Though far from top-tier Coen Brothers fare – and in fact arguably in the bottom quartile of their output – Hail, Caesar nevertheless manages to mine a solid amount of charm from its quaint period setting and insanely strong cast.
In 1951, Hollywood studio head and “fixer” Eddie Mannix (Josh Brolin) is faced with the most chaotic day of his life after the star of his studio’s latest big project, Baird Whitlock (George Clooney), is kidnapped by a shadowy organisation, which threatens to ruin the picture.
If surely their least-assured effort since 2004’s The Ladykillers, Hail, Caesar smartly snaps along at a breakneck pace, fleeting from one wacky scenario – involving the likes of Scarlett Johansson, Ralph Fiennes, Jonah Hill, Frances McDormand, Tilda Swinton, Channing Tatum and stellar newcomer Alden Ehrenreich – to the next.
It’s a film at once in doe-eyed love with the Golden Age of Cinema and keenly mocking it, illustrating the post-war era’s embarrassing hallmarks through some of its most cringe-worthily over the top output. Channing Tatum’s campy dance number as a sailor and, indeed, the titular swords-and-sandals epic starring Clooney’s character are lovingly displayed, albeit with a contemporary wink.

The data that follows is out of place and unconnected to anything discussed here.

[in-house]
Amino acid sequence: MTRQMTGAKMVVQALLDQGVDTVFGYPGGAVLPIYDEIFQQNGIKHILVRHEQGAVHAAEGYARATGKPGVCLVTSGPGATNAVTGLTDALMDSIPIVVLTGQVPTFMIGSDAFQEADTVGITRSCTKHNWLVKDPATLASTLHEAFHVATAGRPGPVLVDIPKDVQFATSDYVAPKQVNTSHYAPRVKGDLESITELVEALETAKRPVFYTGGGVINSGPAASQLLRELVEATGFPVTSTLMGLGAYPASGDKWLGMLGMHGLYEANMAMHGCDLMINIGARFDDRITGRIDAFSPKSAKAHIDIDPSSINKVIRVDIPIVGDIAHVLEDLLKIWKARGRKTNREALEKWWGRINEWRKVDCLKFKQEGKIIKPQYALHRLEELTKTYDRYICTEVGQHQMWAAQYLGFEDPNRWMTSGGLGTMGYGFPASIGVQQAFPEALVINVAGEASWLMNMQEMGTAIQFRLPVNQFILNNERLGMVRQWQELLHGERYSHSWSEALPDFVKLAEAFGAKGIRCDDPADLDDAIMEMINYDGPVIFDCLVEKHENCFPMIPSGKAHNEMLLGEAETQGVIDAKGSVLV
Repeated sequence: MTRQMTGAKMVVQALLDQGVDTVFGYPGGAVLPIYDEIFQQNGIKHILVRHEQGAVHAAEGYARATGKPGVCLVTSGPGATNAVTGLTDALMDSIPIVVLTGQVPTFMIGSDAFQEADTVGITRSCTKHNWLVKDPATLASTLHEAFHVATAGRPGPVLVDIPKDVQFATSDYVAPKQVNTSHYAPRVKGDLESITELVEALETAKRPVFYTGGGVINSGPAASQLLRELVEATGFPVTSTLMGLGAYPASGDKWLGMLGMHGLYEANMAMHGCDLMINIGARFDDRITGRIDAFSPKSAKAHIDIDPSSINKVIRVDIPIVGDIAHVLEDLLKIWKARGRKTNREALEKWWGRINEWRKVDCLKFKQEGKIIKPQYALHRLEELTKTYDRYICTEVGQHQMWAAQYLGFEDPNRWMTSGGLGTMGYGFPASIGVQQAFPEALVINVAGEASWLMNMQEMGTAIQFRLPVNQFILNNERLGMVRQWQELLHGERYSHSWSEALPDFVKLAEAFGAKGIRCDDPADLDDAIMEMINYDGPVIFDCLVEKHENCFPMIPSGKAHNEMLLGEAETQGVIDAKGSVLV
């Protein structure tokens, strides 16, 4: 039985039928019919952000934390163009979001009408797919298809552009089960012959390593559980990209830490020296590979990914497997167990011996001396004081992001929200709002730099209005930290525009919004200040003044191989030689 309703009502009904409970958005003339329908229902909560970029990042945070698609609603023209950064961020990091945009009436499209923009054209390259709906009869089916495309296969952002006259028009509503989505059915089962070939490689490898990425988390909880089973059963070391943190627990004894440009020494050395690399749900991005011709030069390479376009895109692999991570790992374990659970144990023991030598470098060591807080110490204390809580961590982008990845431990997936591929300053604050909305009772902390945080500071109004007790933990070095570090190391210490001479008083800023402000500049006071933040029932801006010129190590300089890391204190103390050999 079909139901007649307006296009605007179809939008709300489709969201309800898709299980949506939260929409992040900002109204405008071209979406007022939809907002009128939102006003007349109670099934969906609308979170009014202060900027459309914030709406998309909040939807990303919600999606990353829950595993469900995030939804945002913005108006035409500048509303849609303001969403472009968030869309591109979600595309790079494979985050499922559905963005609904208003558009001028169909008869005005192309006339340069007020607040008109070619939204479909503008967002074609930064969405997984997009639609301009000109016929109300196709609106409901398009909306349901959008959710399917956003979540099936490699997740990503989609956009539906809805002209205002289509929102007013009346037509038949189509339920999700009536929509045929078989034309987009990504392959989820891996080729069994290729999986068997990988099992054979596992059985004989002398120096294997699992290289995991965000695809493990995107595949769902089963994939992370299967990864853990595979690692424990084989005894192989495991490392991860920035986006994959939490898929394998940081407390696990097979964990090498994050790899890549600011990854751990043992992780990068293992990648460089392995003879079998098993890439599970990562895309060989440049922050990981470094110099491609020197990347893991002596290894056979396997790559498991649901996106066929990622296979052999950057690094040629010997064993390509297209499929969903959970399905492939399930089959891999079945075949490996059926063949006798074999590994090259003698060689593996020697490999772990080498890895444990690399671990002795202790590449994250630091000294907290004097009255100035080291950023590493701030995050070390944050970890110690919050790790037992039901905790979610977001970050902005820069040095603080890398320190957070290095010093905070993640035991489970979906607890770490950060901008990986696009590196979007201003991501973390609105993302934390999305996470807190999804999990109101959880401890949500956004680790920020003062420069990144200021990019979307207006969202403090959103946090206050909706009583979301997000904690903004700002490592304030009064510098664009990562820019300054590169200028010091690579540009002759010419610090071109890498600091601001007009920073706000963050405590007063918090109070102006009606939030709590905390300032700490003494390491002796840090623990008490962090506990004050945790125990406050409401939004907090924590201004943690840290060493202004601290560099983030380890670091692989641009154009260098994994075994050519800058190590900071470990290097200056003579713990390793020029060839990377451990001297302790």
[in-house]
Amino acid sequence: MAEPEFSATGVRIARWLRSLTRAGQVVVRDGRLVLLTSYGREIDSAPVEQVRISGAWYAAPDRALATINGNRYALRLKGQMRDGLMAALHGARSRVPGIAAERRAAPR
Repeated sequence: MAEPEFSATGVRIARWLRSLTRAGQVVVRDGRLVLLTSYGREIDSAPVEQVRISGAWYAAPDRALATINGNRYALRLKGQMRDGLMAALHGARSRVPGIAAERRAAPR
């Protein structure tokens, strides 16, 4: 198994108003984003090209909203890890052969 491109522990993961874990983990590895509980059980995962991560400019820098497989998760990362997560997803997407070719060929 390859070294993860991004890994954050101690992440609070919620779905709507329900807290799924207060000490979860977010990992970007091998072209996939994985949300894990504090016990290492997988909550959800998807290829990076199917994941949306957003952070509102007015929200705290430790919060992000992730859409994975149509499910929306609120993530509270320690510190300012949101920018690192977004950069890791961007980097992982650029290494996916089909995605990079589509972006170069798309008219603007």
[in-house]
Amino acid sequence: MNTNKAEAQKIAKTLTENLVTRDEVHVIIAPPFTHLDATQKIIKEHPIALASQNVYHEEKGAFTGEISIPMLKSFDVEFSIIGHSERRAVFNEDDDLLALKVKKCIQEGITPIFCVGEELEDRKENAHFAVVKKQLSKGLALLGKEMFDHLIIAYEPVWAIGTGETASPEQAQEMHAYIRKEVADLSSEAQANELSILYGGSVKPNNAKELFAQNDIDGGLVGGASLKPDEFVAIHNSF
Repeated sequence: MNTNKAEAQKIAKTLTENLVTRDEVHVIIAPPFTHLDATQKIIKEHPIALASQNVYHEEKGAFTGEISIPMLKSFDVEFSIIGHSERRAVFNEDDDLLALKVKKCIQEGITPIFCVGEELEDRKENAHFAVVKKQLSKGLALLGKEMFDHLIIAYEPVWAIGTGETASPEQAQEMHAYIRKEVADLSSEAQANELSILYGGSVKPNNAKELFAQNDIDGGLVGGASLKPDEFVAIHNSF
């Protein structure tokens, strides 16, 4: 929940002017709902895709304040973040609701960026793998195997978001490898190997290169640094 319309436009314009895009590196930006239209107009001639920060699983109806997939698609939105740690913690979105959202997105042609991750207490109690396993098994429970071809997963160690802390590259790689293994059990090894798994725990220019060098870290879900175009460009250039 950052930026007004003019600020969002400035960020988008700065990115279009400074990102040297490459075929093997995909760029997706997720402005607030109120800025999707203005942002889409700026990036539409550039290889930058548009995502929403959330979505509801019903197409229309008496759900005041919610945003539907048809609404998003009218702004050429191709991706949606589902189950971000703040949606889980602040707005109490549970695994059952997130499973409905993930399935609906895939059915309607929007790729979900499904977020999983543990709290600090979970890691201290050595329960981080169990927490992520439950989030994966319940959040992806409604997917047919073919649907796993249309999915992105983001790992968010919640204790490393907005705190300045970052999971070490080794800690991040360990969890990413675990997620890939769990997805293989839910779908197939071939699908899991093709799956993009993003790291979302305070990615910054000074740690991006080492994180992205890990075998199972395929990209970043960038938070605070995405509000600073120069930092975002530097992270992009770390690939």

Still, considering that the vast majority of cast members have their performances spread thinly across the pic – and Jonah Hill appears for maybe three minutes in total – it falls to Brolin and Ehrenreich to carry the film for the most part, which they do splendidly. Even Clooney, who figured majorly in the movie’s marketing, gives a fairly broad non-event of a performance; he comes and goes, is moderately entertaining but curiously takes a back-seat compared to the usual stature his roles command.
Like many of the Coens’ best films, it all adds up to an anti-climax of an ending that might have audiences less familiar with the directors asking, “What was the point of it all?” To that end it’ll do much more for fans of Hollywood’s vintage period and the screwball comedy in particular, but seeing such a strong cast goofing off with such a strange project is plenty rewarding itself, even if it feels fairly low-effort compared to the Coens’ recent triumphs.
Hail, Caesar! is in cinemas now